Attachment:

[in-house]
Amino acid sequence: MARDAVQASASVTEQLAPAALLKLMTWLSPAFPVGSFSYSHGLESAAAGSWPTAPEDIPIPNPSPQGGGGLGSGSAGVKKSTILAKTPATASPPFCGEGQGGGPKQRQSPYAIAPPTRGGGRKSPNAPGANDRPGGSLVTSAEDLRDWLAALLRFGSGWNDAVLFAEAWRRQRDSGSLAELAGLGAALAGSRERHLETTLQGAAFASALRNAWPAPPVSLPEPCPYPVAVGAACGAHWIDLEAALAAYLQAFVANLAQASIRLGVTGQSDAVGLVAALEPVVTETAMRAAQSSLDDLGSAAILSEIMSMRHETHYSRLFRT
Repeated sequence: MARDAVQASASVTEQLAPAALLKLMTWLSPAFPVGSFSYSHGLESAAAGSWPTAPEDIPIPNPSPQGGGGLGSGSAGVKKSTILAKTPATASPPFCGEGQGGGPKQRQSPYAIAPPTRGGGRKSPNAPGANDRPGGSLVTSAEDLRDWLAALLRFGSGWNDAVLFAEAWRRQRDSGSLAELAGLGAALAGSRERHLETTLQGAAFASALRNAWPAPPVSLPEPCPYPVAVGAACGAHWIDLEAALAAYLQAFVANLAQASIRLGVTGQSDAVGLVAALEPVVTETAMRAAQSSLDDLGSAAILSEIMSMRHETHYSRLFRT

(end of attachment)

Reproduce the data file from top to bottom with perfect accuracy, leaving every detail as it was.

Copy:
[in-house]
Amino acid sequence: MARDAVQASASVTEQLAPAALLKLMTWLSPAFPVGSFSYSHGLESAAAGSWPTAPEDIPIPNPSPQGGGGLGSGSAGVKKSTILAKTPATASPPFCGEGQGGGPKQRQSPYAIAPPTRGGGRKSPNAPGANDRPGGSLVTSAEDLRDWLAALLRFGSGWNDAVLFAEAWRRQRDSGSLAELAGLGAALAGSRERHLETTLQGAAFASALRNAWPAPPVSLPEPCPYPVAVGAACGAHWIDLEAALAAYLQAFVANLAQASIRLGVTGQSDAVGLVAALEPVVTETAMRAAQSSLDDLGSAAILSEIMSMRHETHYSRLFRT
Repeated sequence: MARDAVQASASVTEQLAPAALLKLMTWLSPAFPVGSFSYSHGLESAAAGSWPTAPEDIPIPNPSPQGGGGLGSGSAGVKKSTILAKTPATASPPFCGEGQGGGPKQRQSPYAIAPPTRGGGRKSPNAPGANDRPGGSLVTSAEDLRDWLAALLRFGSGWNDAVLFAEAWRRQRDSGSLAELAGLGAALAGSRERHLETTLQGAAFASALRNAWPAPPVSLPEPCPYPVAVGAACGAHWIDLEAALAAYLQAFVANLAQASIRLGVTGQSDAVGLVAALEPVVTETAMRAAQSSLDDLGSAAILSEIMSMRHETHYSRLFRT